PCO candidates vital to public involvement
I question Kate Riley’s column [“End free ballot ride for parties,” Opinion, Aug. 28] in which she questions public balloting for precinct committee officers (PCOs).
What does she propose instead? Should the parties elect them at caucuses? Who attends caucuses? One percent of the people, maybe?
Having PCO candidates on the primary-election ballot gives the general public their one opportunity to choose party officials. Is there not a public interest here?
Take it away, and the parties would be even less accountable than they already are.
— John Carlin, Edmonds
Parties cut budgets while taking tax dollars for operations
Kate Riley’s column exposes the hypocrisy of Washington’s Republican and Democratic parties, which demand an election system that favors the perpetuation of party apparatus — as long as the taxpayers fund it.
It is unbelievable that we effectively give the King County major parties $2.4 million every two years to fund their private precinct committee officer elections, while police, prosecutors, courts and other essential county-government services face repeated cuts.
As a commissioner for a small park district on Vashon Island, we are forced to pay King County a substantial part of our budget every two years to fund unopposed commissioner elections. These costs are determined based on the number of jurisdictions on the ballot and the cost of the election itself. It is unacceptable that we ultimately have less money to support kids playing in parks because the major political parties get their elections for free, and the costs are shifted to everyone else.
But this is not the only area where our major parties have perpetuated their own existence through public funding of party activities.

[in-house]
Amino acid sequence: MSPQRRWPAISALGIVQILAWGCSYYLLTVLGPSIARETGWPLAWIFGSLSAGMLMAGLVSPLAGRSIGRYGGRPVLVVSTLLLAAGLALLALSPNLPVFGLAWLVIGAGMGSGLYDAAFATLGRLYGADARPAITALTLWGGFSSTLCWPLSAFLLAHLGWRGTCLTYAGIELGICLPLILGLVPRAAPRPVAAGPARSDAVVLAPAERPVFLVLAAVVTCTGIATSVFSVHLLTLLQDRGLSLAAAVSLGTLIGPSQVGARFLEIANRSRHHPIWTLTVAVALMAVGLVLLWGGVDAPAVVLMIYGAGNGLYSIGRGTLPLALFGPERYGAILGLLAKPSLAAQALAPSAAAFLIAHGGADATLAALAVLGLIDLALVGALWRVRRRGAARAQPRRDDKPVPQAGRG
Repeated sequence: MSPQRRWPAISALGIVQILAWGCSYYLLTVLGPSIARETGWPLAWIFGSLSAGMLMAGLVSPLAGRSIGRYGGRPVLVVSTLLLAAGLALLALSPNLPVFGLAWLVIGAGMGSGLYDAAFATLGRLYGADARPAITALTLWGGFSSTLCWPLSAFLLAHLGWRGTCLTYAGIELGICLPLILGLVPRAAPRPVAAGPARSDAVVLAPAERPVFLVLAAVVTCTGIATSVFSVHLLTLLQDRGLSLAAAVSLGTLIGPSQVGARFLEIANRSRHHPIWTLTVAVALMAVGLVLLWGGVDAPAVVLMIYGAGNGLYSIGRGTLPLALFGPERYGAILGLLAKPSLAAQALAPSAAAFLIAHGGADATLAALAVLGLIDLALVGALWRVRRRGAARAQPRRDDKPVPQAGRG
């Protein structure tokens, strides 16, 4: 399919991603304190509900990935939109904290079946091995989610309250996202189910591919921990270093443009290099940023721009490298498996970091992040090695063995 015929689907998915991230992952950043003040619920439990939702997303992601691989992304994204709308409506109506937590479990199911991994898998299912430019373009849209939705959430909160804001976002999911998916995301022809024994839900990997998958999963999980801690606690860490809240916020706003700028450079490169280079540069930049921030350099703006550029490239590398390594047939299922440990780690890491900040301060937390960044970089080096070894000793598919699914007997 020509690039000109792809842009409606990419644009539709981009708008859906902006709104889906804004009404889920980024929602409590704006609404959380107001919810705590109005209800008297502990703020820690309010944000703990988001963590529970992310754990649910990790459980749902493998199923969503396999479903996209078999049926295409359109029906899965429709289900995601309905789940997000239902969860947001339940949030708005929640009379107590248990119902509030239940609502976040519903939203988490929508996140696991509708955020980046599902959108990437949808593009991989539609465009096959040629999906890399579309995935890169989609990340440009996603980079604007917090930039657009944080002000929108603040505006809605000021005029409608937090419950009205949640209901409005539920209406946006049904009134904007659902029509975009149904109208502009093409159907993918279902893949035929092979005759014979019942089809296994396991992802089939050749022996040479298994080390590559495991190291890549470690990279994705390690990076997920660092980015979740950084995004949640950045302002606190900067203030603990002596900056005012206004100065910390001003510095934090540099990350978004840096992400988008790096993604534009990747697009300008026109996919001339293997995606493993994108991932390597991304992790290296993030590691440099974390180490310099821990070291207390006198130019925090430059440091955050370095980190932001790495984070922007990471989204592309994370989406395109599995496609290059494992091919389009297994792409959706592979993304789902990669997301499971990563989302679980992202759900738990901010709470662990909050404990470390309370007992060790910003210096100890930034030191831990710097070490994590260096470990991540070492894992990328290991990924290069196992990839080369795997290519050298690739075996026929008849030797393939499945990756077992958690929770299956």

Our Legislature employs partisan staff that represent the interests of the Democrats or the Republicans, rather than the interests of the public.
At taxpayer expense, these partisan staff are given generous salaries, provided with office space and more. At the same time the Legislature in Olympia is cutting basic public education, it is maintaining its own party structure on the public dollar. This is the same Olympia, by the way, that provides free access to the ballot for its own parties while those same parties sue us in federal court for not giving them enough.
It is increasingly clear that George Washington’s warnings against party politics were right. Reflecting our current broken political system, Washington warned that political parties “distract the public councils, and enfeeble the public administration agitate the community with ill-founded jealousies and false alarms; [and] kindle the animosity of one against another.” Sound familiar?
Following George Washington’s advice, it is time for our Washington to remove all party apparatus from the state and county dole. It is clear the political parties are not working for us.
— David Hackett, Vashon Island